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5 Reasons Why PCCW Is One of Most Hated Brands in Hong Kong

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We just ditched PCCW Netvigator in favor of a cheaper but equally reliable alternative.

Having the words Netvigator and equally reliable in a sentence may not be read often as online forums are littered with litany of complaints from disgruntled users.

1. The so-called 24-hour customer hotline service.  Calling the hotline at 4am should be quite a breeze, but if you’re greeted with “all our lines are busy, so please stay on the line” standard recording, that sums up the state of after-sales service this company is capable of handling.They only function better for the company when you make a month’s notice to, finally, say farewell to them and no thanks to the offers of Wellcome vouchers and throw-in devices you already have.

Call attendants often elevate your case to an officer we call “chief convincing officer” to plead to us to reconsider our decision to refuse renewing their services.The hard-to-forget 1000 may be a bright spot, but after that, it’s press 1 for this, press 2 for that, and so on. This may be good to filter callers so the specific question leads to the right person on the other end of the line — who may or may not be based in Hong Kong and not necessarily familiar with some local-specific questions like relocating of services issue.

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Now, it’s even proud to say that such level of customer care can be replicated elsewhere: Provide Outstanding Customer Care by Outsourcing to PCCW Teleservices.

2. Long onerous deals. Once you sign that contract — often 24-months at a time — you are bound to pay the entire cost of the contract. This means as an expat if you get reassigned to another post in China nor recalled back to headquarters in London, or you were part of the latest round of redundancies, you will have to pay the remaining months of the contract simply because you had no choice but to sign, AND honor, that contract.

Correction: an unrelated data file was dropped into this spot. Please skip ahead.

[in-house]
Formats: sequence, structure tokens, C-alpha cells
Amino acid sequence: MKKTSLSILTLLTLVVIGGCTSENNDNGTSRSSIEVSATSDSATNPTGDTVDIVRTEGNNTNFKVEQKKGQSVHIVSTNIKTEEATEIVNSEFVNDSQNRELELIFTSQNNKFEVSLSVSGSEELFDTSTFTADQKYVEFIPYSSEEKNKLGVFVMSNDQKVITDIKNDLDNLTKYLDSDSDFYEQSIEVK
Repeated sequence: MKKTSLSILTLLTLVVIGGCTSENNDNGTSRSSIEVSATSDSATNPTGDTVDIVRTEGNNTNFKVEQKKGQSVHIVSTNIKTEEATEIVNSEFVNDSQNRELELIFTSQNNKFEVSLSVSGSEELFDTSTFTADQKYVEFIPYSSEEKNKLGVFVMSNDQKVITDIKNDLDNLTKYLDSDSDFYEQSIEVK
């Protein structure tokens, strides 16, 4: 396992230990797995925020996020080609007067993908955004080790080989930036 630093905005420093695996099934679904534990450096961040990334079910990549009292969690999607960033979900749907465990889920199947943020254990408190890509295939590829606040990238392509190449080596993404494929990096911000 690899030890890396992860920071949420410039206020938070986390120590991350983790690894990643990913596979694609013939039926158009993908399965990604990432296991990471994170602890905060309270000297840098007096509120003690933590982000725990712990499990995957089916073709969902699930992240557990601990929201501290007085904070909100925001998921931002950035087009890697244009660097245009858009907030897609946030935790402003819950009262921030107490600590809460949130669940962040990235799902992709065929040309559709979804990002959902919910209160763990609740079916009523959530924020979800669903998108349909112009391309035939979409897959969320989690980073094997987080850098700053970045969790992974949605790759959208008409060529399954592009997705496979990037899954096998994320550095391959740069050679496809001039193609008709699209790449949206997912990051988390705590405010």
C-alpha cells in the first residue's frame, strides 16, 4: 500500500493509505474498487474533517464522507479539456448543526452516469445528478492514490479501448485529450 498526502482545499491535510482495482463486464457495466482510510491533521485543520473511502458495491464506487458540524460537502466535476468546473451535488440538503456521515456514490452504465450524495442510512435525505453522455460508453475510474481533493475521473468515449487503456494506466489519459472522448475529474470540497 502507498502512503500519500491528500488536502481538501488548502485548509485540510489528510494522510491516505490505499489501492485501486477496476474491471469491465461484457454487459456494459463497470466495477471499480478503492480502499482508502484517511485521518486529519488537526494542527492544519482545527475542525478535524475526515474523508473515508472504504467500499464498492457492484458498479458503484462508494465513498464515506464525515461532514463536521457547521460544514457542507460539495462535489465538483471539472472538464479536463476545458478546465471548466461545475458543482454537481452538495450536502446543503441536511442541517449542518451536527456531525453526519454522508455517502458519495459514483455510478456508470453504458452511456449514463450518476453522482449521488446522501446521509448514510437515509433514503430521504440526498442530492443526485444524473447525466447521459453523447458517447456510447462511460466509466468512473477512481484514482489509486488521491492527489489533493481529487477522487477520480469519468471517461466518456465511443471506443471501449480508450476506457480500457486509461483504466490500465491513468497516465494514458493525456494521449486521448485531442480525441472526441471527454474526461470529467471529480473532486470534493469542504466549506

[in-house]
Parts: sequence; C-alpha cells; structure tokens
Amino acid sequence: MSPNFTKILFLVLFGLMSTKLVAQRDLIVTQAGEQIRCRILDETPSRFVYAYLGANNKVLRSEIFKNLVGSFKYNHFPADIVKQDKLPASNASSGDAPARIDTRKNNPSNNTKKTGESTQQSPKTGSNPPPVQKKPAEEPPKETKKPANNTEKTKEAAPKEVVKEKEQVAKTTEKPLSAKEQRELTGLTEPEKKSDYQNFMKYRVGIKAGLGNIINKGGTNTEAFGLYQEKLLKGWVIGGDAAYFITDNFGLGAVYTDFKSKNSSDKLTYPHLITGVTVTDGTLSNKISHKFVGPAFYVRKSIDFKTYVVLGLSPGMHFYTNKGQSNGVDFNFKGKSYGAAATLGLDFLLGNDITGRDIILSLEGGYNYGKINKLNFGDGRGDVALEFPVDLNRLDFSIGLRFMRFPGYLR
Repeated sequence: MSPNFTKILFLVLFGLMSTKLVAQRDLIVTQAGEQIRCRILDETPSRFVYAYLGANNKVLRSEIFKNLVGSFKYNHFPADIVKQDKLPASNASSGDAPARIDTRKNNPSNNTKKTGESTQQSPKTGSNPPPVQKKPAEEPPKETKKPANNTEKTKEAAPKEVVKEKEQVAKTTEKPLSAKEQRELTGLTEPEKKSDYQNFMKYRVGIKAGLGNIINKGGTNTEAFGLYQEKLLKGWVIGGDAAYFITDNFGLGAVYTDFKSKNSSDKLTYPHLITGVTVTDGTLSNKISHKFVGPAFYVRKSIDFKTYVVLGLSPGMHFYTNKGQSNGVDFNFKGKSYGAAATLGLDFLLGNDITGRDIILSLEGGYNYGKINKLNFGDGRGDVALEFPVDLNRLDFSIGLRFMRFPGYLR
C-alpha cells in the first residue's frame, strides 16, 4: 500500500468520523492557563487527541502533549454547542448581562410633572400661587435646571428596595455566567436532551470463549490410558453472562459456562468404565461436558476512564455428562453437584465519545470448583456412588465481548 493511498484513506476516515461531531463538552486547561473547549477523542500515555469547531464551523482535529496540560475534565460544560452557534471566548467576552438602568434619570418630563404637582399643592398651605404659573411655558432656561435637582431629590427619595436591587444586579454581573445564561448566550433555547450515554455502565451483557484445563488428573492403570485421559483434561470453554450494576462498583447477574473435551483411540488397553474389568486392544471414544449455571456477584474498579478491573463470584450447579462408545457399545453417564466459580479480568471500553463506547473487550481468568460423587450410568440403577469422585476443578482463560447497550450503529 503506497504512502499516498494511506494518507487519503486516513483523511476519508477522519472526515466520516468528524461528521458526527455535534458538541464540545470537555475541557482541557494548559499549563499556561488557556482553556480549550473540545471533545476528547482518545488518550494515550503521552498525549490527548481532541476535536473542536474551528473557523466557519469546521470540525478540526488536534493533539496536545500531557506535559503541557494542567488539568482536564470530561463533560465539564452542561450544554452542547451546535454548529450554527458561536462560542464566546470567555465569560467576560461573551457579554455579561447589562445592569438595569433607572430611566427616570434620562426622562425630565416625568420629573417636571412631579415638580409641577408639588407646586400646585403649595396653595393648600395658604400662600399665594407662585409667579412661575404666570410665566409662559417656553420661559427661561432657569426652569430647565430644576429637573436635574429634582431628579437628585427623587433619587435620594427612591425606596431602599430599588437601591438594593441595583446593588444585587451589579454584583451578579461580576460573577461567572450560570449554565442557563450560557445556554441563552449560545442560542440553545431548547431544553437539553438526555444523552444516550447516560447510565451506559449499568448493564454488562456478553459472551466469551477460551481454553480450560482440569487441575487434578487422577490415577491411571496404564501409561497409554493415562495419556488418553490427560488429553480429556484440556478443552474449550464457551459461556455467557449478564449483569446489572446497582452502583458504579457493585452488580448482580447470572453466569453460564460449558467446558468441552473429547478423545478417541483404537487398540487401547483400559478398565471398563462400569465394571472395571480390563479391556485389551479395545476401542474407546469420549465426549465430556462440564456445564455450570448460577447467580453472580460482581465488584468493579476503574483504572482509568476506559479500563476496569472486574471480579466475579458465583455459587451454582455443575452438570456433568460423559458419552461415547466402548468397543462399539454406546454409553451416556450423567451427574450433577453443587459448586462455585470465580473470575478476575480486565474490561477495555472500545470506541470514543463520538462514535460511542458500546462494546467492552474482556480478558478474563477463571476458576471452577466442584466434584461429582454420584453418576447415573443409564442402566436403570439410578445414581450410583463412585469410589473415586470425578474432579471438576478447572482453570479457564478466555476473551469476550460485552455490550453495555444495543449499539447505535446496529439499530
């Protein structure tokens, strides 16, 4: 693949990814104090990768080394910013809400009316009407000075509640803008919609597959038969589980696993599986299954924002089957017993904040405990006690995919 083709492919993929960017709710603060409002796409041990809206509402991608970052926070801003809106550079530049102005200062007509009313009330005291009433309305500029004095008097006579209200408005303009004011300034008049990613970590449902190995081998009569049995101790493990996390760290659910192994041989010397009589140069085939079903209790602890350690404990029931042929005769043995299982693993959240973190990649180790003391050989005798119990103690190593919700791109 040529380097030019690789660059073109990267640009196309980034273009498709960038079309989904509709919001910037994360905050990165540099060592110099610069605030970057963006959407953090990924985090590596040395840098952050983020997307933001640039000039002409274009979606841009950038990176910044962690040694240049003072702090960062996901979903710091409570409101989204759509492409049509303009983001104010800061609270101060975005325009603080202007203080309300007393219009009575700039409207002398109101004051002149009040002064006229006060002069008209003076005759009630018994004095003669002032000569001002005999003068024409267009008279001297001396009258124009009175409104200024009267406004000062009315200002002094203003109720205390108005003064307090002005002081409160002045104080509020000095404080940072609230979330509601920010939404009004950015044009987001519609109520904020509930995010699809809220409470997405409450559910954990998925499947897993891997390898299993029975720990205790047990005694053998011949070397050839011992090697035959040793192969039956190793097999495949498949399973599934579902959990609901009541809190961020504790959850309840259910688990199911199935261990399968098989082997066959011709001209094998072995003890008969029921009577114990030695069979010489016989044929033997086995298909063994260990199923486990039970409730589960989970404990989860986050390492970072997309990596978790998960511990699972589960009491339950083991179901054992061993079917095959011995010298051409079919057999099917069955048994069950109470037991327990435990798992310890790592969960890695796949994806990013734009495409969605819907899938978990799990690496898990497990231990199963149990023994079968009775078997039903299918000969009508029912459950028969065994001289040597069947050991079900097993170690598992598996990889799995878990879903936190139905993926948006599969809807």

3. Technical expertise. Or more precisely, the lack of it. We often blame the frontliners in their inability to address our questions, but in some occasions the incompetence of some technical personnel to handle the issue. When a call is placed and the customer service receives the issue, a technical person is often next in line to handle the problem. But whether it’s the language issue or a high turnover rate among the ranks of its staff that training and orientation for newcomers have taken the backseat in favor of “service the clients now mantra” the problem is not resolved immediately.

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4. Hard to justify price increases. When PCCW increased its fixed-line rates from HK$110 to HK$180 (+63%), the company explained quite simply that the price hike was “in light of our continuous investment and cost increases.” In a city where mobile phone subscriber penetration rate as of May 2016 is more than 220% it’s hard to imagine how a company continues to put a premium on fixed-line business — unless it outlines the details of the investment and additional costs to consumers who shoulder the burden.Those who live in Hong Kong’s rural areas bear the burden of paying the same rate but receive less — slower broadband speed, delayed assistance, and so on.

5. Renewal complications. When your contract is almost up for, say, PCCW’s cable TV subsidiary now TV you might receive a notification to renew your contract with additional features, like channels you’d probably don’t watch, for additional fees. But don’t worry, they come with very handy supermarket coupons! If you wish to alter the package, the caller won’t entertain you; he or she will tell you to call another number from a different sales team.

Should you feel you are a victim of a blatant abuse of a telecoms provider, the government has the Communications Authority to go to:

Consumer Affairs Division
Office of the Communications Authority
29/F, Wu Chung House, 213 Queen’s Road East,
Wan Chai, Hong Kong
2110 4239
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